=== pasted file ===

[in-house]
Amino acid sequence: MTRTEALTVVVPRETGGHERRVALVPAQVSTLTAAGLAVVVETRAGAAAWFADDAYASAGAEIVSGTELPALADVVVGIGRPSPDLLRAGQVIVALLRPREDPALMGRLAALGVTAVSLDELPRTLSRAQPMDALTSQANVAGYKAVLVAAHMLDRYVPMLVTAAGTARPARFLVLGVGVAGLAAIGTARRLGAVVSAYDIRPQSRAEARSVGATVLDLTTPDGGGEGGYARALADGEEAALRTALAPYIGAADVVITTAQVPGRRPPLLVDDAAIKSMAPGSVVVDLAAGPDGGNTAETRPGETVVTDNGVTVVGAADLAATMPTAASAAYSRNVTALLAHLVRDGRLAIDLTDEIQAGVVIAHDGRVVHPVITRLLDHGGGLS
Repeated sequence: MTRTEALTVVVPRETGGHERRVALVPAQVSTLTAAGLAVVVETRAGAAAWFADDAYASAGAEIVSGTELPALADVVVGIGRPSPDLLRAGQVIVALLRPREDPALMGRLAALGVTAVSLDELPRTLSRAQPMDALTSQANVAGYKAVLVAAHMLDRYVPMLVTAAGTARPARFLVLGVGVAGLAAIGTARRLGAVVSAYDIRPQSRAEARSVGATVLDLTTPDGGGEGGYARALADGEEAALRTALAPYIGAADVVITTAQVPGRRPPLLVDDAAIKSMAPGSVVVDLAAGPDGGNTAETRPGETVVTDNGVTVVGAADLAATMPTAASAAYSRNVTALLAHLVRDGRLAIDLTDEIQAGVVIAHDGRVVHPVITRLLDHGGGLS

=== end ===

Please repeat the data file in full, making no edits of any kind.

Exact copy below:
[in-house]
Amino acid sequence: MTRTEALTVVVPRETGGHERRVALVPAQVSTLTAAGLAVVVETRAGAAAWFADDAYASAGAEIVSGTELPALADVVVGIGRPSPDLLRAGQVIVALLRPREDPALMGRLAALGVTAVSLDELPRTLSRAQPMDALTSQANVAGYKAVLVAAHMLDRYVPMLVTAAGTARPARFLVLGVGVAGLAAIGTARRLGAVVSAYDIRPQSRAEARSVGATVLDLTTPDGGGEGGYARALADGEEAALRTALAPYIGAADVVITTAQVPGRRPPLLVDDAAIKSMAPGSVVVDLAAGPDGGNTAETRPGETVVTDNGVTVVGAADLAATMPTAASAAYSRNVTALLAHLVRDGRLAIDLTDEIQAGVVIAHDGRVVHPVITRLLDHGGGLS
Repeated sequence: MTRTEALTVVVPRETGGHERRVALVPAQVSTLTAAGLAVVVETRAGAAAWFADDAYASAGAEIVSGTELPALADVVVGIGRPSPDLLRAGQVIVALLRPREDPALMGRLAALGVTAVSLDELPRTLSRAQPMDALTSQANVAGYKAVLVAAHMLDRYVPMLVTAAGTARPARFLVLGVGVAGLAAIGTARRLGAVVSAYDIRPQSRAEARSVGATVLDLTTPDGGGEGGYARALADGEEAALRTALAPYIGAADVVITTAQVPGRRPPLLVDDAAIKSMAPGSVVVDLAAGPDGGNTAETRPGETVVTDNGVTVVGAADLAATMPTAASAAYSRNVTALLAHLVRDGRLAIDLTDEIQAGVVIAHDGRVVHPVITRLLDHGGGLS